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Thursday, Jun 26, 2014
The latest Mario Kart expands its mixture of interventionism and indifference beyond the tracks.

Mario Kart sticks out amongst other established Nintendo series. Like Mario, Zelda, or Metroid, certain constants have persisted over the years. Cartoonish characters, drifting, and wacky items have all become its distinguishing characteristics.  But it’s the last example, the items, that best illustrate Mario Kart’s unique qualities. 


They represent a chance, unexpected upsets, and straight up dumb luck that doesn’t exist in the clockwork levels of Super Mario (there will always be a goomba on the ground traveling from right to left on World 1-1). Zelda’s steady accumulation of items build out a consistent internal logic that governs that game’s world. For example, torches can be lit, the boomerang can spread fire, and therefore the boomerang can be used to spread a flame to multiple torches.  Metroid is similar. Ongoing success is determined by the tools you find, which are discovered through testing your existing skills. In all these games, failure is the result of a lack of knowledge or execution: you either haven’t learned how to succeed or you screw up the implementation.


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Thursday, Jun 19, 2014
Will Fantasy LCS have the power to bring new fans into the eSports scene, including those who do not watch or even play video games?

I used to hate American football. From a viewer’s perspective, especially one who grew up watching soccer, it doesn’t make any sense. Not only is there a glut of obscure rules and strange plays (The onside kick? What’s that all about?), the sport is also extremely slow paced. Half the team sits down while the other half takes its turn defending or moving the ball up the field in short individual bursts. In fact, a Wall Street Journal study estimated that the average time the ball is in play during a given football match is a mere eleven minutes. What a bore.


Then, several years ago, I started playing fantasy football. For those unfamiliar with the game, it’s that thing all of your coworkers talk about during the football season, even the ones who never go to a game. Each participant in your average fantasy football league drafts individual players from the entire NFL and fits them into specific slots on their team. These teams then face off each week, earning points based on the performance of real life players. If, say, Tony Romo throws four touchdowns, your team might come out big. If, on the other hand, Romo gets sacked and fumbles the ball, he could actually earn negative points for your team that week.


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Thursday, Jun 12, 2014
I find myself paying attention to E3 every year, even though I probably shouldn’t.

I’m writing this on June 8, 2014, the day before E3 kicks off. By the time you’re reading this, all the drama has been dissected many times over. The booths have been packed up, winners and losers have been declared, and many a snarky GIF has been made. I’m nowhere near the whirling vortex of pounding music and perspiring participants that is the LA Convention center, but I will be watching. View this as a retroactive explanation or perhaps even as an apology. E3 is obnoxious, but I still go out of my way to watch it.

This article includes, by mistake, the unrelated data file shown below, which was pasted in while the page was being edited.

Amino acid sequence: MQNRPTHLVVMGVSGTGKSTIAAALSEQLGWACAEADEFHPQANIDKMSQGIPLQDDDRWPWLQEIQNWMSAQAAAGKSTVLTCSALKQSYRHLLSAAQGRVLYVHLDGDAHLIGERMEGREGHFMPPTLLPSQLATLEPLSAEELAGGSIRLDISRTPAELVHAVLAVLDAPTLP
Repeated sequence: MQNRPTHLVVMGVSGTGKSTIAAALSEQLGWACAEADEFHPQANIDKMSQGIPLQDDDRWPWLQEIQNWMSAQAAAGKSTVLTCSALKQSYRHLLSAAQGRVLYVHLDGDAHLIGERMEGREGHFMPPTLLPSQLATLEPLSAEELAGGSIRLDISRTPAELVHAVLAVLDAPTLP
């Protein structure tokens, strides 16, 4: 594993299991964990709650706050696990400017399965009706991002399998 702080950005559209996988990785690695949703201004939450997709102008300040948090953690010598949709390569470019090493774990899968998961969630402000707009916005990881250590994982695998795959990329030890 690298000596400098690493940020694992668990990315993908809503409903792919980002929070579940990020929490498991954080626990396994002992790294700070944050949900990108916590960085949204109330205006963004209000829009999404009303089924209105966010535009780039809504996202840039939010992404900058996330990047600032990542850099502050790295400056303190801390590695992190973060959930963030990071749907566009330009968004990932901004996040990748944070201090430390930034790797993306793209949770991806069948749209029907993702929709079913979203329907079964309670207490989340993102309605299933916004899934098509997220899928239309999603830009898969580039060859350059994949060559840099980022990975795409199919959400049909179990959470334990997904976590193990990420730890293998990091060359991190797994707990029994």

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Thursday, Jun 5, 2014
These blasted landscapes between civilization and chaos reveal how vacuous normative roles can be.

Warning: This post contains spoilers forThe Walking: In Harm’s Way.


Telltale’s The Walking Dead is a series about societal roles. As Lee Everett in the game’s first season, you take on the role of a leader, a fighter, and a father. Sometimes you embrace these aspects of the character willingly, other times they are foisted upon you. Navigating the world of The Walking Dead is largely an act of managing the social obligations that we all carry, every day, heightened to an apocalyptic intensity.


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Thursday, May 29, 2014
Who’s in charge in Transistor? Maybe nobody.

This post contains spoilers for Transistor


Transistor is a story about people struggling to maintain control over an ever-shifting situation.  Everyone in the game, be they heroes, villains, or the average citizen, are fooled into thinking that they have exerted a lasting influence over others.  Diversity somehow finds a way to trump their efforts, even the efforts of the person holding controller.


Cloudbank, the game’s high tech cityscape, makes promises of power and influence to its citizens, but it does so in a way that is both limited and prone to arbitrary decision making.  On the surface, the city seems like a democratic success; “users” can vote on everything from city planning projects to the weather and the winners get to see their plans enacted.  In reality, this capricious mass has a hard time staying focused on any long-term structural change.  Votes go back and forth and random pieces of architecture make for odd juxtapositions.


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